In order to understand the conflicts and tendencies in American society from that time to the present moment, I think we need to clearly grasp the differences between Populism and Progressivism.

Populism was weighted toward the South and West, a product of the culturally most conservative parts of American society. It was backward looking, even reactionary, like most normal societies throughout history. New forces had brought new conditions which seemed unsettling and unjust—according to old dispensations. Populism was, and is. a defensive attempt to correct these new forces.

Progressivism was weighted toward the North and East. It was a phenomenon of the most educated, modern parts of American society—a philosophy of the urban professional. Far from rejecting modernism, Progressives embraced it as an opportunity. Its evils could be brought under control by Progressives—by planning, expertise, organization. Such planning, of course, translated into wealth and power for the Progressives, what became the Liberal Establishment. The longterm result has been an endless series of expensive, unproductive social plans, like the “war on poverty.” Expensive and unproductive, except to their managers. Morality has almost come to be defined as holding the proper attitude toward Progressive programs, and it is bad form to point out the interestedness of their proponents.

Populism is not an agenda, but a reluctant impulse of self-defense. Seldom have real Populist leaders sought to make themselves into a new elite. What they have sought to do is to protect their people from oppressive officials. This certainly characterizes the American Revolution, and the history of political assertion that preceded it. It characterizes the much-discussed phenomenon of the Christian Right currently. According to alarmed Liberals, bigoted fundamentalists are out to construct a police state and break down bedroom doors to impose their morality on more enlightened thinkers.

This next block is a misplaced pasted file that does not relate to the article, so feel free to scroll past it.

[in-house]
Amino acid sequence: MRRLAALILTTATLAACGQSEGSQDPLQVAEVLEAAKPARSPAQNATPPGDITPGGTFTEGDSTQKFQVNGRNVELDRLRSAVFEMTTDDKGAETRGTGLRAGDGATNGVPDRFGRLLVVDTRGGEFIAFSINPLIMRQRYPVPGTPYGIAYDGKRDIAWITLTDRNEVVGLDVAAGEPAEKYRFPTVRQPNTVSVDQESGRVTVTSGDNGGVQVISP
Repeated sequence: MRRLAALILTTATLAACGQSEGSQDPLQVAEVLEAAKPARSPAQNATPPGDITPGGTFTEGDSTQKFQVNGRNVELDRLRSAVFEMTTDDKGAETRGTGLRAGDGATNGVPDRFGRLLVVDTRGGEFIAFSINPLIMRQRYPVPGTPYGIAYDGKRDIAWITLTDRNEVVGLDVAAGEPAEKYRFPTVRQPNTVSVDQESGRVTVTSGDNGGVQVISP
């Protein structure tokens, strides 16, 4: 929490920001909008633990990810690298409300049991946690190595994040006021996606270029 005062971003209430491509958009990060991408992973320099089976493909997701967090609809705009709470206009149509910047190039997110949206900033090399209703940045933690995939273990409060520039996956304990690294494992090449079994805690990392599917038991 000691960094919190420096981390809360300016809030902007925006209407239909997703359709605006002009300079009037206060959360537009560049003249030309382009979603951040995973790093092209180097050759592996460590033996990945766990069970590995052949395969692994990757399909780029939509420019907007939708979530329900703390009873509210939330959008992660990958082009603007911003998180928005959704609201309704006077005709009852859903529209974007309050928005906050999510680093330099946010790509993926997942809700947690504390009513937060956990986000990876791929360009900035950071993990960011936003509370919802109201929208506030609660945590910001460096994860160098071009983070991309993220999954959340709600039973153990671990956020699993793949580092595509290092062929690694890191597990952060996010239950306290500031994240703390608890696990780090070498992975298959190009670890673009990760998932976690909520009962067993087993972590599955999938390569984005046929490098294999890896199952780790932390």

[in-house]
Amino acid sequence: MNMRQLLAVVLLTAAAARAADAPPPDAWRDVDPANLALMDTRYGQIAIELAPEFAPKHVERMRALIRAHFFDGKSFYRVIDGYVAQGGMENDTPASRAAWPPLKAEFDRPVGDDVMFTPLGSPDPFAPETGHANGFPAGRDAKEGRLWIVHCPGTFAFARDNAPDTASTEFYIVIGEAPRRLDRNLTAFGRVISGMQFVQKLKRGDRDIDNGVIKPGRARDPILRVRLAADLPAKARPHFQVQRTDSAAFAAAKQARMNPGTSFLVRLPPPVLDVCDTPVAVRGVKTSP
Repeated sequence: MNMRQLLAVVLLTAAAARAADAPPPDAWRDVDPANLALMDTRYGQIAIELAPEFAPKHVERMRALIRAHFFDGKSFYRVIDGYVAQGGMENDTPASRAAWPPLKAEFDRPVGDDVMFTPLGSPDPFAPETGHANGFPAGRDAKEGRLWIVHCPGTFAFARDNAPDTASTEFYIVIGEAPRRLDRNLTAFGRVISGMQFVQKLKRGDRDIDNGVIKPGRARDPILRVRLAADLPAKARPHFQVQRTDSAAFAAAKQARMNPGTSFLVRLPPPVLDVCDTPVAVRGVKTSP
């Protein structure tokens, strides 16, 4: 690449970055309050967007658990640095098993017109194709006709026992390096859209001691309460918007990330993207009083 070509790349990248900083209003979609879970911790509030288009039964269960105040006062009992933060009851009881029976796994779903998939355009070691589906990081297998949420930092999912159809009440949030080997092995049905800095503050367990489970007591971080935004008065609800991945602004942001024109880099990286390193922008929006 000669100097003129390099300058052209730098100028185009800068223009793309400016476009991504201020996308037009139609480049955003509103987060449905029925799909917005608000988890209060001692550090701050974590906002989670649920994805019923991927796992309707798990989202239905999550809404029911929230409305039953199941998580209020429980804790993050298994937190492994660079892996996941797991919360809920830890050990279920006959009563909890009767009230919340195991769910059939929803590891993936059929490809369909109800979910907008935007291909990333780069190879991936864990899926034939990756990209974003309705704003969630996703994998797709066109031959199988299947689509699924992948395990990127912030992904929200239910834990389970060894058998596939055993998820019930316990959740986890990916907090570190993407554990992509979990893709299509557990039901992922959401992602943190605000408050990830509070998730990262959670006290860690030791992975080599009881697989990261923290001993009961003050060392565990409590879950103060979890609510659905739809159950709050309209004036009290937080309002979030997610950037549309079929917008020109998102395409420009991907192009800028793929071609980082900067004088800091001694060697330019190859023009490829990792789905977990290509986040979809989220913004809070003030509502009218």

But, of course, what has actually happened, is that millions of decent sincere, often simple Christians have been provoked into action by militant obscenity, blasphemy, and atheism (not to mention wholesale child murder) invading the public sphere and officially sanctioned by the ruling elite. They are quite right. Separation of church and state in American tradition has not meant banishing of all Christian values to the closet. All that is really desired is to restore the status quo ante.

Where the People’s Party put forward specific measures they were corrective—the direct election of Senators, cooperatives, free silver, regulation of railroads and banks in the interest of producers and consumers, income tax on great wealth—they were not forwarding a socialist society but reacting to abuses of state capitalism. The Republican party did not and never had favored an open economy. By free enterprise it meant private ownership with government support and subsidy. This is the only kind of free enterprise the Republican party has ever favored. And by charges of socialism levelled at the Populists, Republicans meant government acknowledgment of the complaints of agriculture and labor, which is the only kind of “socialism” the Republican Party has ever opposed.